Aims: This study aims to review our experience in children with thoracic tumors managed by different surgical approaches, and to evaluate their long-term outcomes in relation to their functional status and quality of life. Subjects and Methods: This is a retrospective study (2011–2021). Children <18 years with tumors of the thorax (lung, mediastinum, and thoracic cage) were included. All included were diagnosed, managed, and followed up based on a departmental protocol. Children alive were followed up annually to monitor the development of chest wall/spinal deformities and assessed regarding their quality of life (Lansky play-performance scale) and pulmonary functions. Information regarding their demography, clinical presentations, diagnosis, treatment administered, outcome, and follow-up details were collated and analyzed. Results: Twenty-two children with thoracic tumors were included (2011–2021). Of which, 6/22 are benign and 16/22 are malignant lesions. About 14/22 children are alive on a regular follow-up until 2021, with a mean follow-up of 6 years (benign) and 6.25 years (malignant). About 3/22 children with malignant tumors requiring thoracotomy with rib resections developed scoliosis with a severely restrictive pattern on pulmonary functions, having a mild-to-moderate restriction of play on quality of life grading. Conclusions: Early follow-up of children who have undergone various surgical approaches for thoracic tumors based on the quality of life assessment and pulmonary function tests helps in planning early intervention if needed, especially in those who have undergone thoracotomy with rib resections, thereby improving their long-term functional status.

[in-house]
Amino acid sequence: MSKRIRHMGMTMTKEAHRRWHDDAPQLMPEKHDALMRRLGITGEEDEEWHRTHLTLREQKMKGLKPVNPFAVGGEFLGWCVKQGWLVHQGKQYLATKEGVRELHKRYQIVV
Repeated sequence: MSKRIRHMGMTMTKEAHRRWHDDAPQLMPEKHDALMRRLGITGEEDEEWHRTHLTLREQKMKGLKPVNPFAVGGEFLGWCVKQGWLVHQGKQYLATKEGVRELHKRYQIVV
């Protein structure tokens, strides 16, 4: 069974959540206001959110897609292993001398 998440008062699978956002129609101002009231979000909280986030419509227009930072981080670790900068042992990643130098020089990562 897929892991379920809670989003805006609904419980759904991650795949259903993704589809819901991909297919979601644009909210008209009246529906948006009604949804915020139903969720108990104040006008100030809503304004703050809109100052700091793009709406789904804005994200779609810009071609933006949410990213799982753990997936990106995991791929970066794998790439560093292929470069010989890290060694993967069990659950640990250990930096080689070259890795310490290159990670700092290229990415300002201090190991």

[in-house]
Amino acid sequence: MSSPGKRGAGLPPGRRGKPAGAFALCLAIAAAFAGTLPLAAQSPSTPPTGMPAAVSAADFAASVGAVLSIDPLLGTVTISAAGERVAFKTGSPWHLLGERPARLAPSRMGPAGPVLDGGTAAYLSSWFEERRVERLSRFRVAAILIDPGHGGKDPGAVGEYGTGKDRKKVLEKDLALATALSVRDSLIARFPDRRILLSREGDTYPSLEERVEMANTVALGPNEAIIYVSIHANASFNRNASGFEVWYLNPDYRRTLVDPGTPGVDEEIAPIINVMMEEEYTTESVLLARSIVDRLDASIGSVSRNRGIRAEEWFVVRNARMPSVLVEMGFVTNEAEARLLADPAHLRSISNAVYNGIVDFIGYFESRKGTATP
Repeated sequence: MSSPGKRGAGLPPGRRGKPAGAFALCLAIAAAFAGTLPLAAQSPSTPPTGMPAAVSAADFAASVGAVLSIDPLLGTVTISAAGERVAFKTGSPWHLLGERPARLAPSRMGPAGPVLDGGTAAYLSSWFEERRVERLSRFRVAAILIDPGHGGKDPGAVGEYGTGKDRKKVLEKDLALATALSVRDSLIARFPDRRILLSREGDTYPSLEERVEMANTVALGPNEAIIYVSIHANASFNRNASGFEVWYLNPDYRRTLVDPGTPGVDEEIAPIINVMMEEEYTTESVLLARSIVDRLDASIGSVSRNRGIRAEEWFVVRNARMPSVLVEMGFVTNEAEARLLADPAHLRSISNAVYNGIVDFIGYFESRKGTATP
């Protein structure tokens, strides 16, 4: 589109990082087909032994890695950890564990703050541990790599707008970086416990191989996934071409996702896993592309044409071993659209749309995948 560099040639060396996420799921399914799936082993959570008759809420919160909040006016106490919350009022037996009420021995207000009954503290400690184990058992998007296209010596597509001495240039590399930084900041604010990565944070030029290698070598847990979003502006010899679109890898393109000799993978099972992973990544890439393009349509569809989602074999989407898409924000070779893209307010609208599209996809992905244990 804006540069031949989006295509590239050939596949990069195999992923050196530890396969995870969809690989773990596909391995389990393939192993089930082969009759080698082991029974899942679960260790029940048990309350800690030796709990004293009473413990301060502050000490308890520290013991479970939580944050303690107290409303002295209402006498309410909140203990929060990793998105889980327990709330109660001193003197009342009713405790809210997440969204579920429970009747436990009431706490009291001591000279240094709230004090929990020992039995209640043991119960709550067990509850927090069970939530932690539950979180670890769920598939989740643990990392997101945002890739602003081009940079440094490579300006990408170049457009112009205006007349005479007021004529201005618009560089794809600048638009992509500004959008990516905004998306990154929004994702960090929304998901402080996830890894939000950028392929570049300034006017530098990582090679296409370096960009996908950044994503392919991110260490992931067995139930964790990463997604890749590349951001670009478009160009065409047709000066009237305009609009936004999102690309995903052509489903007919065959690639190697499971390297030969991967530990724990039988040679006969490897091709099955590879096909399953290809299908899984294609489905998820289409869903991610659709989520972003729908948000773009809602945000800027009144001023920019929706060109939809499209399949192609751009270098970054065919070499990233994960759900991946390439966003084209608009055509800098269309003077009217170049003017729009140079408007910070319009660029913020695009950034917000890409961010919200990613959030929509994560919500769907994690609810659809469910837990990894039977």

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A novel technique of SMA massage with systemic fibrinolytic therapy in ischemic midgut volvulus: As a lifesaving last expedient Highly accessed article p. 25
Vandana Basappa Giriradder, Vinay Jadhav, PL Anilkumar, M Narendra Babu